In January 1940, the British government introduced food rationing. The scheme was designed to ensure fair shares for all at a time of national shortage.

The Ministry of Food was responsible for overseeing rationing. Every man, woman and child was given a ration book with coupons. These were required before rationed goods could be purchased.

Basic foodstuffs such as sugar, meat, fats, bacon and cheese were directly rationed by an allowance of coupons. Housewives had to register with particular retailers.

People queuing at a greengrocers in High Road, Wood Green, North London, a familiar wartime sight.
© IWM D 25035
Queuing outside a greengrocers in Wood Green, North London in 1945. Unlike today, when most shopping is done in supermarkets, shopping during the war involved visiting individual shops - the butcher, greengrocer or baker - separately.

A number of other items, such as tinned goods, dried fruit, cereals and biscuits, were rationed using a points system. The number of points allocated changed according to availability and consumer demand. Priority allowances of milk and eggs were given to those most in need, including children and expectant mothers.

As shortages increased, long queues became commonplace. It was common for someone to reach the front of a long queue, only to find out that the item they had been waiting for had just run out.

Not all foods were rationed. Fruit and vegetables were never rationed but were often in short supply, especially tomatoes, onions and fruit shipped from overseas. The government encouraged people to grow vegetables in their own gardens and allotments. Many public parks were also used for this purpose. The scheme became better known as ‘Dig For Victory’.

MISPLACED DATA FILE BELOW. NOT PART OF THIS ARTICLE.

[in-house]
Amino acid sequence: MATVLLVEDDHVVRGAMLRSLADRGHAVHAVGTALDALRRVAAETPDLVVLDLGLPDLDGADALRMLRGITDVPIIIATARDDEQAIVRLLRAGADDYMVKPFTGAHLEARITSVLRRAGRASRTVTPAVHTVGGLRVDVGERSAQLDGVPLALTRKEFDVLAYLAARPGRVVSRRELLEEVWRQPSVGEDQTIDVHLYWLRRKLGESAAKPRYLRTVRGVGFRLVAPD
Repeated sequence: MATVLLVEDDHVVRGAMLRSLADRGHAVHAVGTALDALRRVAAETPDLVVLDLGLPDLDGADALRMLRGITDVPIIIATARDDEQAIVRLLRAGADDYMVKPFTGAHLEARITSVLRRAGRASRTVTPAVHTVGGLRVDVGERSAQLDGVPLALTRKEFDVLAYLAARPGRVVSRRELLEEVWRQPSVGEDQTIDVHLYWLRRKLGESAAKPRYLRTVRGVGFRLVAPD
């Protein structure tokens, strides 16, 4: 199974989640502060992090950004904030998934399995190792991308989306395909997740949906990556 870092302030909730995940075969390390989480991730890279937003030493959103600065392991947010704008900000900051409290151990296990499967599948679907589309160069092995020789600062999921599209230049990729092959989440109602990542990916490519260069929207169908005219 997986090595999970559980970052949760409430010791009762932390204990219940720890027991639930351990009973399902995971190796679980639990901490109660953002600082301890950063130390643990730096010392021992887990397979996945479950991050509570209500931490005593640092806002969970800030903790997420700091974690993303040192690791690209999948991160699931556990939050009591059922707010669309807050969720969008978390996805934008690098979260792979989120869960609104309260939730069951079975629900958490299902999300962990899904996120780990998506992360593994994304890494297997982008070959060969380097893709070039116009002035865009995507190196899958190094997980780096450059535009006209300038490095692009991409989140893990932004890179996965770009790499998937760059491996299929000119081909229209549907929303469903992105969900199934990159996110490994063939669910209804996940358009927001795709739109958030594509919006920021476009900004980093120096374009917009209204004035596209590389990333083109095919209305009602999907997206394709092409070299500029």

A poster encouraging people to grow their own food. It depicts a small patch of cultivated land from which new crops sprout. A garden fork and spade stand upright in the soil, holding up one end of a table. The handles of the fork and spade penetrate the table and form into cutlery.
© IWM Art.PST 2893
Posters such as this one, produced in 1942, encouraged people to grow vegetables, which were not rationed but often in short supply.

Certain key commodities were also rationed – petrol in 1939, clothes in June 1941 and soap in February 1942. The end of the war saw additional cuts. Bread, which was never rationed during wartime, was put on the ration in July 1946.

It was not until the early 1950s that most commodities came ‘off the ration’. Meat was the last item to be de-rationed and food rationing ended completely in 1954.

One way to get rationed items without coupons, usually at greatly inflated prices, was on the black market. Shopkeepers sometimes kept special supplies ‘behind the counter’, and ‘spivs’ - petty criminals - traded in goods often obtained by dubious means. By March 1941, 2,300 people had been prosecuted and severely penalised for fraud and dishonesty.

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